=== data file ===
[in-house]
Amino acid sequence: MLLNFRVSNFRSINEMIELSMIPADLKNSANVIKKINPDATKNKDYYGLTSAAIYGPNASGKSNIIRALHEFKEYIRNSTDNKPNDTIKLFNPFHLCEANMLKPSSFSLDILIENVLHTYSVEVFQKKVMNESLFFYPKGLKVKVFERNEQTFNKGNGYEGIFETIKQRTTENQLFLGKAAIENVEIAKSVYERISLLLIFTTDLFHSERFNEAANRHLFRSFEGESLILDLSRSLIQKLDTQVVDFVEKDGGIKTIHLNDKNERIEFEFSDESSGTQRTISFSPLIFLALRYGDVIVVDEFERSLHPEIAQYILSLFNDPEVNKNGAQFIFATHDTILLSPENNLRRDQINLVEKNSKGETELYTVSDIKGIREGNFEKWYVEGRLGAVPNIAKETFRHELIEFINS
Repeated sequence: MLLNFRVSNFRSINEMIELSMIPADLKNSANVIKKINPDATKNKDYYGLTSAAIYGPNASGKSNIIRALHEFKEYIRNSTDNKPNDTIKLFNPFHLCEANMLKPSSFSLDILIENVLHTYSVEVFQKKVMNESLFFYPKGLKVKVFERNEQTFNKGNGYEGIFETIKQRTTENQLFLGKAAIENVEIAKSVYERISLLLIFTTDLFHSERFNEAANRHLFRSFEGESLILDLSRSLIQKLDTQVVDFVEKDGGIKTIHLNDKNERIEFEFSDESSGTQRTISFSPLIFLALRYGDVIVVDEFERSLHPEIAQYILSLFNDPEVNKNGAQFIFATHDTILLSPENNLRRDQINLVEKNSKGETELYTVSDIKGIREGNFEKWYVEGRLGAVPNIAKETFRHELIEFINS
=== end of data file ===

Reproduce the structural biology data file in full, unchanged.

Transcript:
[in-house]
Amino acid sequence: MLLNFRVSNFRSINEMIELSMIPADLKNSANVIKKINPDATKNKDYYGLTSAAIYGPNASGKSNIIRALHEFKEYIRNSTDNKPNDTIKLFNPFHLCEANMLKPSSFSLDILIENVLHTYSVEVFQKKVMNESLFFYPKGLKVKVFERNEQTFNKGNGYEGIFETIKQRTTENQLFLGKAAIENVEIAKSVYERISLLLIFTTDLFHSERFNEAANRHLFRSFEGESLILDLSRSLIQKLDTQVVDFVEKDGGIKTIHLNDKNERIEFEFSDESSGTQRTISFSPLIFLALRYGDVIVVDEFERSLHPEIAQYILSLFNDPEVNKNGAQFIFATHDTILLSPENNLRRDQINLVEKNSKGETELYTVSDIKGIREGNFEKWYVEGRLGAVPNIAKETFRHELIEFINS
Repeated sequence: MLLNFRVSNFRSINEMIELSMIPADLKNSANVIKKINPDATKNKDYYGLTSAAIYGPNASGKSNIIRALHEFKEYIRNSTDNKPNDTIKLFNPFHLCEANMLKPSSFSLDILIENVLHTYSVEVFQKKVMNESLFFYPKGLKVKVFERNEQTFNKGNGYEGIFETIKQRTTENQLFLGKAAIENVEIAKSVYERISLLLIFTTDLFHSERFNEAANRHLFRSFEGESLILDLSRSLIQKLDTQVVDFVEKDGGIKTIHLNDKNERIEFEFSDESSGTQRTISFSPLIFLALRYGDVIVVDEFERSLHPEIAQYILSLFNDPEVNKNGAQFIFATHDTILLSPENNLRRDQINLVEKNSKGETELYTVSDIKGIREGNFEKWYVEGRLGAVPNIAKETFRHELIEFINS